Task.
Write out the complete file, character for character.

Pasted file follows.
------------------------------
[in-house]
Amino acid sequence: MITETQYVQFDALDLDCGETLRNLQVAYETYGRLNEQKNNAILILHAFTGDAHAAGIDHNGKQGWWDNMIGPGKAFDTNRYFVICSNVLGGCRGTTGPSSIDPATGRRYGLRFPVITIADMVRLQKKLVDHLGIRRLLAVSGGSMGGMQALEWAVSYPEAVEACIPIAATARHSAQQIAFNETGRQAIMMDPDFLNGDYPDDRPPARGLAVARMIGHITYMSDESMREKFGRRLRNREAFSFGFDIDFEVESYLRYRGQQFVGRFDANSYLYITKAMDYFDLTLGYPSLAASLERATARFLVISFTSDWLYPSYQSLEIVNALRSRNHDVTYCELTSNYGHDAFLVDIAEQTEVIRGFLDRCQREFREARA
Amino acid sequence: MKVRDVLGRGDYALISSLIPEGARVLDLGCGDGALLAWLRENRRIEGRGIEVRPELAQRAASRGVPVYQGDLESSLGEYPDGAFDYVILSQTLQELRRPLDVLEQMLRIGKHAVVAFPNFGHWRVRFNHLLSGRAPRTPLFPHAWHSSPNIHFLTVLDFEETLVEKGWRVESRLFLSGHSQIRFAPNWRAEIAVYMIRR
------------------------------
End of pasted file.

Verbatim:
[in-house]
Amino acid sequence: MITETQYVQFDALDLDCGETLRNLQVAYETYGRLNEQKNNAILILHAFTGDAHAAGIDHNGKQGWWDNMIGPGKAFDTNRYFVICSNVLGGCRGTTGPSSIDPATGRRYGLRFPVITIADMVRLQKKLVDHLGIRRLLAVSGGSMGGMQALEWAVSYPEAVEACIPIAATARHSAQQIAFNETGRQAIMMDPDFLNGDYPDDRPPARGLAVARMIGHITYMSDESMREKFGRRLRNREAFSFGFDIDFEVESYLRYRGQQFVGRFDANSYLYITKAMDYFDLTLGYPSLAASLERATARFLVISFTSDWLYPSYQSLEIVNALRSRNHDVTYCELTSNYGHDAFLVDIAEQTEVIRGFLDRCQREFREARA
Amino acid sequence: MKVRDVLGRGDYALISSLIPEGARVLDLGCGDGALLAWLRENRRIEGRGIEVRPELAQRAASRGVPVYQGDLESSLGEYPDGAFDYVILSQTLQELRRPLDVLEQMLRIGKHAVVAFPNFGHWRVRFNHLLSGRAPRTPLFPHAWHSSPNIHFLTVLDFEETLVEKGWRVESRLFLSGHSQIRFAPNWRAEIAVYMIRR